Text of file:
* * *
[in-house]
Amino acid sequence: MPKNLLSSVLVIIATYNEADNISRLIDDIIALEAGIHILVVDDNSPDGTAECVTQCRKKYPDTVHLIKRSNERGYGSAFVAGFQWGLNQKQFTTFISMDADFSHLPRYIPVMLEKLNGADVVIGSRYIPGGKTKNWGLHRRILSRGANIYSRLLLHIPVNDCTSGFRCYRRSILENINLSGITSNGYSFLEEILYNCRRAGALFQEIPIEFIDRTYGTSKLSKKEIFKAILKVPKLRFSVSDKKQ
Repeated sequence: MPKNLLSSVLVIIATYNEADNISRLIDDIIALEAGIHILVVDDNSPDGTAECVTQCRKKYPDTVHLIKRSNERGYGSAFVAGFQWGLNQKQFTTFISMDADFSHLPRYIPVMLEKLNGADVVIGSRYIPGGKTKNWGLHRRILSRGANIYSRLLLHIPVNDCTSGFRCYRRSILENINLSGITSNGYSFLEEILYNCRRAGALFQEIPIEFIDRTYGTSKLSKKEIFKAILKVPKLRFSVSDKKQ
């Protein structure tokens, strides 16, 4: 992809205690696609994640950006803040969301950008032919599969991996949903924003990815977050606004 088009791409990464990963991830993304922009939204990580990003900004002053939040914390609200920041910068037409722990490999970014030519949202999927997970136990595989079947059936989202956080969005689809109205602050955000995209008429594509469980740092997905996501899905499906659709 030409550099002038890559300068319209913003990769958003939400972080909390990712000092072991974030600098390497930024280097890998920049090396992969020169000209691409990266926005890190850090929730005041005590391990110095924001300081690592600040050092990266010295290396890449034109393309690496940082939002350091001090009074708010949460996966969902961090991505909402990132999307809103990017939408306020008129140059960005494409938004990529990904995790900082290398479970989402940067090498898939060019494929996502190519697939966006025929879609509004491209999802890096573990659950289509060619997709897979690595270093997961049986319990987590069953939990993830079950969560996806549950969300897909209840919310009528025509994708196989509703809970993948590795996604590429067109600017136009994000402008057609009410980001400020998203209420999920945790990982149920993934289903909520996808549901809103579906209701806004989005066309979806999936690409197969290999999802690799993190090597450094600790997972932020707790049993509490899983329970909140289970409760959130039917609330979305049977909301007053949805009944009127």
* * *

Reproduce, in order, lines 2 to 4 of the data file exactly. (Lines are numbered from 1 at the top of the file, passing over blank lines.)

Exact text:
Amino acid sequence: MPKNLLSSVLVIIATYNEADNISRLIDDIIALEAGIHILVVDDNSPDGTAECVTQCRKKYPDTVHLIKRSNERGYGSAFVAGFQWGLNQKQFTTFISMDADFSHLPRYIPVMLEKLNGADVVIGSRYIPGGKTKNWGLHRRILSRGANIYSRLLLHIPVNDCTSGFRCYRRSILENINLSGITSNGYSFLEEILYNCRRAGALFQEIPIEFIDRTYGTSKLSKKEIFKAILKVPKLRFSVSDKKQ
Repeated sequence: MPKNLLSSVLVIIATYNEADNISRLIDDIIALEAGIHILVVDDNSPDGTAECVTQCRKKYPDTVHLIKRSNERGYGSAFVAGFQWGLNQKQFTTFISMDADFSHLPRYIPVMLEKLNGADVVIGSRYIPGGKTKNWGLHRRILSRGANIYSRLLLHIPVNDCTSGFRCYRRSILENINLSGITSNGYSFLEEILYNCRRAGALFQEIPIEFIDRTYGTSKLSKKEIFKAILKVPKLRFSVSDKKQ
């Protein structure tokens, strides 16, 4: 992809205690696609994640950006803040969301950008032919599969991996949903924003990815977050606004 088009791409990464990963991830993304922009939204990580990003900004002053939040914390609200920041910068037409722990490999970014030519949202999927997970136990595989079947059936989202956080969005689809109205602050955000995209008429594509469980740092997905996501899905499906659709 030409550099002038890559300068319209913003990769958003939400972080909390990712000092072991974030600098390497930024280097890998920049090396992969020169000209691409990266926005890190850090929730005041005590391990110095924001300081690592600040050092990266010295290396890449034109393309690496940082939002350091001090009074708010949460996966969902961090991505909402990132999307809103990017939408306020008129140059960005494409938004990529990904995790900082290398479970989402940067090498898939060019494929996502190519697939966006025929879609509004491209999802890096573990659950289509060619997709897979690595270093997961049986319990987590069953939990993830079950969560996806549950969300897909209840919310009528025509994708196989509703809970993948590795996604590429067109600017136009994000402008057609009410980001400020998203209420999920945790990982149920993934289903909520996808549901809103579906209701806004989005066309979806999936690409197969290999999802690799993190090597450094600790997972932020707790049993509490899983329970909140289970409760959130039917609330979305049977909301007053949805009944009127």